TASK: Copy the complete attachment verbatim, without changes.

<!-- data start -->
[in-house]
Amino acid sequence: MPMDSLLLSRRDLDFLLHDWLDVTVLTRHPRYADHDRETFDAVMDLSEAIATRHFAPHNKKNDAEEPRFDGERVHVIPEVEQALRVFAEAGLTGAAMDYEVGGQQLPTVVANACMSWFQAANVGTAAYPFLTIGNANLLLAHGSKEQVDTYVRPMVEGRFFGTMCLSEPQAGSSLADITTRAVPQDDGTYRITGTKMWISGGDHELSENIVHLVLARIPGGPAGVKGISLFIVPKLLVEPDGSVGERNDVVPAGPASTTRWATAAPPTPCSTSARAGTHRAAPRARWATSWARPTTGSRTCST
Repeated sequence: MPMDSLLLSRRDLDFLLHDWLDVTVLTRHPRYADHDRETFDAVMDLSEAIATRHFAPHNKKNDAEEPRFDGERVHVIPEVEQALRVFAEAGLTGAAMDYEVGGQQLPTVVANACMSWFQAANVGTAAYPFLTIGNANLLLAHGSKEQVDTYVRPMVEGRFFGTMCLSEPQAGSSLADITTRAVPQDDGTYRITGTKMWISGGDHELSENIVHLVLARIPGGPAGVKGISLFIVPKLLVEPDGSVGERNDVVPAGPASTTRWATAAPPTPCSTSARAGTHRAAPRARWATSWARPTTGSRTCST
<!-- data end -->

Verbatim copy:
[in-house]
Amino acid sequence: MPMDSLLLSRRDLDFLLHDWLDVTVLTRHPRYADHDRETFDAVMDLSEAIATRHFAPHNKKNDAEEPRFDGERVHVIPEVEQALRVFAEAGLTGAAMDYEVGGQQLPTVVANACMSWFQAANVGTAAYPFLTIGNANLLLAHGSKEQVDTYVRPMVEGRFFGTMCLSEPQAGSSLADITTRAVPQDDGTYRITGTKMWISGGDHELSENIVHLVLARIPGGPAGVKGISLFIVPKLLVEPDGSVGERNDVVPAGPASTTRWATAAPPTPCSTSARAGTHRAAPRARWATSWARPTTGSRTCST
Repeated sequence: MPMDSLLLSRRDLDFLLHDWLDVTVLTRHPRYADHDRETFDAVMDLSEAIATRHFAPHNKKNDAEEPRFDGERVHVIPEVEQALRVFAEAGLTGAAMDYEVGGQQLPTVVANACMSWFQAANVGTAAYPFLTIGNANLLLAHGSKEQVDTYVRPMVEGRFFGTMCLSEPQAGSSLADITTRAVPQDDGTYRITGTKMWISGGDHELSENIVHLVLARIPGGPAGVKGISLFIVPKLLVEPDGSVGERNDVVPAGPASTTRWATAAPPTPCSTSARAGTHRAAPRARWATSWARPTTGSRTCST